Much is being made of what a recalled England bowler James Anderson might conjure up with the pink ball being used in the second test starting in Adelaide on Thursday, but unless England's batting improves it might make little difference.
Skipper Joe Root aside, England's batting has been brittle this year and was exposed again in the first test in Brisbane that Australia won by nine wickets.
Root, who scored 89 in the second innings at the Gabba last week after suffering a duck in the first, is averaging a superb 64.33 in tests this year, accumulating 1,544 runs.
The next highest run scorer for England this year is opener Rory Burns with a meagre 492.
Burns was bowled by Pat Cummings for a first-ball duck in Brisbane -- a moment that set the tone for what was to come.
He will get another go in the day-night test in Adelaide where Australia's bowlers are probably just as likely as Anderson to make the pink ball sing under the lights.
England's reliance on Root to score the runs is painfully obvious in a year in which they have lost seven of the 13 test matches they have contested.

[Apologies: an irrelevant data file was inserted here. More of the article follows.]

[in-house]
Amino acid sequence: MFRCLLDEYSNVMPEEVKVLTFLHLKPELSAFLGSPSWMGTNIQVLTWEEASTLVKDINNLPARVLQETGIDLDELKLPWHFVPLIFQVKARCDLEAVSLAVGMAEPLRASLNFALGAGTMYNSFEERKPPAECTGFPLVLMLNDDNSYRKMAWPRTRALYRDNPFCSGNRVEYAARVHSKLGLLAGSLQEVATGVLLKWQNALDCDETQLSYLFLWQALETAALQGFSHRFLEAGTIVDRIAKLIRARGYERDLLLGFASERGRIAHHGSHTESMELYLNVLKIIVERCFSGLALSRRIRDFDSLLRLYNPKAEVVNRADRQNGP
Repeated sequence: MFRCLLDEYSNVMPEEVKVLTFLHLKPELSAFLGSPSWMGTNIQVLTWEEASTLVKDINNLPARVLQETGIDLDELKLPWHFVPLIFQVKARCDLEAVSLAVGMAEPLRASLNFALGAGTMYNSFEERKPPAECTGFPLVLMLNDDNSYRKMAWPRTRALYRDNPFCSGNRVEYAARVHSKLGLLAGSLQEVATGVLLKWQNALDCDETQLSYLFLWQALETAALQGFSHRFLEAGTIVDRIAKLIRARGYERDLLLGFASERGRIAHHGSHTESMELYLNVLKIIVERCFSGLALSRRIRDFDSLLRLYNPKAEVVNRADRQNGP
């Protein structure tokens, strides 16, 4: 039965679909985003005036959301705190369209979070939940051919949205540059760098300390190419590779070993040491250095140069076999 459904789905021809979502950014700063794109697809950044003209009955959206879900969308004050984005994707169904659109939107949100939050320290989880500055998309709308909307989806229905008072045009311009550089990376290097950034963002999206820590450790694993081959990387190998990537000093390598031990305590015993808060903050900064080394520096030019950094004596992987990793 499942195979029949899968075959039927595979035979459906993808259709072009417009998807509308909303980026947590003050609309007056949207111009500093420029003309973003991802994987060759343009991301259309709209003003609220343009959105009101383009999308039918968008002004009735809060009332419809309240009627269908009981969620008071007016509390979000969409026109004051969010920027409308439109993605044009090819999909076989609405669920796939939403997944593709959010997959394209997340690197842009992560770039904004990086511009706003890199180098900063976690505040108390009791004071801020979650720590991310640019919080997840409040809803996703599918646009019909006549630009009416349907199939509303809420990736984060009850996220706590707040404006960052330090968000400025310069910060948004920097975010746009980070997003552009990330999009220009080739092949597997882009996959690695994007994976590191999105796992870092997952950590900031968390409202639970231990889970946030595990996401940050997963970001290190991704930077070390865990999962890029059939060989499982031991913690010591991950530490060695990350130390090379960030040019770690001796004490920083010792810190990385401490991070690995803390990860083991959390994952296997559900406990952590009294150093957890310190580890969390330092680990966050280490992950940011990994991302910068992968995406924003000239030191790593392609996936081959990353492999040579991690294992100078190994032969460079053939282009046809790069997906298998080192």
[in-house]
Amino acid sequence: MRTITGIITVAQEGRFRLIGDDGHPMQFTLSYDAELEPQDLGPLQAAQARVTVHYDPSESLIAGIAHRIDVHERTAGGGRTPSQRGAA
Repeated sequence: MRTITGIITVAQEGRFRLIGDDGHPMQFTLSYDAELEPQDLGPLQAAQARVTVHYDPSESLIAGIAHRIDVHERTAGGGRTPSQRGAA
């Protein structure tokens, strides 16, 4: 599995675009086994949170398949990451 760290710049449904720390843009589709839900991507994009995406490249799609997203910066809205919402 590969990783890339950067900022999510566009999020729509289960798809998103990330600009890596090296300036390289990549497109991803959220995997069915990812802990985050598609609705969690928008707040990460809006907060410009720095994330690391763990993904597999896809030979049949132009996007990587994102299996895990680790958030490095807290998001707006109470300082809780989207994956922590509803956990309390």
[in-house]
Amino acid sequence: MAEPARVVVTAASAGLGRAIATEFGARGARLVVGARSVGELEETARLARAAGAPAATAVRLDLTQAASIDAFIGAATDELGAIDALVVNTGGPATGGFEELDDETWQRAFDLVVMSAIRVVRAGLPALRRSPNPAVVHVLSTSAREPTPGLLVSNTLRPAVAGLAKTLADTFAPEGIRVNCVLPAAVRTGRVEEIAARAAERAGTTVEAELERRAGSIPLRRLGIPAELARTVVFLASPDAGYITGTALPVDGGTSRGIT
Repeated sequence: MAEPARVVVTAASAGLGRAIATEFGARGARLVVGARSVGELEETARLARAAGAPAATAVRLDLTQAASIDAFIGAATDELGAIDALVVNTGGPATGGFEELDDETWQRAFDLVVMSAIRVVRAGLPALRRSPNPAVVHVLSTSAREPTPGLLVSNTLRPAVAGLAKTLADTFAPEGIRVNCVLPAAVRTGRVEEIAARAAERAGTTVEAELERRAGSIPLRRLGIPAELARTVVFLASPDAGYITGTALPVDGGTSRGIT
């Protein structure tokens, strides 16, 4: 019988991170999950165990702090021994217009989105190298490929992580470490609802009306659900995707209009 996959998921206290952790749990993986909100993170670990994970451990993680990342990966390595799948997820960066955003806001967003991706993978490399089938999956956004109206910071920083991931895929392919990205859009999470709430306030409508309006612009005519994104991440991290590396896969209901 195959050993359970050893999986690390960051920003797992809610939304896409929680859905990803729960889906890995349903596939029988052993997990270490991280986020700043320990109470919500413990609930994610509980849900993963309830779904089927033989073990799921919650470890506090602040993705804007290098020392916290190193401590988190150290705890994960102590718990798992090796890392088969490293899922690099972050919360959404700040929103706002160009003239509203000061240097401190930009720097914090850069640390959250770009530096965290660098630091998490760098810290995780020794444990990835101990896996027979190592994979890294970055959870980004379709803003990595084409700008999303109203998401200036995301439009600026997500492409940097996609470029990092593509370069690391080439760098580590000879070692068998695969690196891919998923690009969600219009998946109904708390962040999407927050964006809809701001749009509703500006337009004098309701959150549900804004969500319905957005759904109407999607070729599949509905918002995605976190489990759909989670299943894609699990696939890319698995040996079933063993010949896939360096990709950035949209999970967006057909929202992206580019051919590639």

In the four they have won Root has posted first-innings scores of 228, 186, 218 and 121. When he has not scored big, no other batsman has stepped up to the plate.
"In recent years, has there been an England batsman who has put as much distance between himself and his contemporaries?" former England captain Michael Atherton opined in his column for The Times on Wednesday.
"That uncomfortable distance is partly a reflection on how outstanding Root has been, but also how miserably the rest of the batting line-up has fared this year."
Burns is averaging below 30 this year, with six ducks to his name and only one century. Hameed looked reasonably assured in Brisbane with scores of 25 and 27 while number three Dawid Malan batted well alongside Root for his 82 in England's second innings in Brisbane but needs more consistency.
Jos Buttler, for all his invention, still has only two test centuries to his name in 54 tests.
So while Anderson's return, after being left out in Brisbane, should give England's attack more control and threat, Atherton is worried by England's "flaky batting line-up" at a ground where Australia have won all five day-night tests.
"So much of the pre-Ashes discourse centred on England's ability to take 20 wickets with a Kookaburra ball on flat(ter) Australian pitches, but all that won't matter a jot if England cannot score enough runs," he said.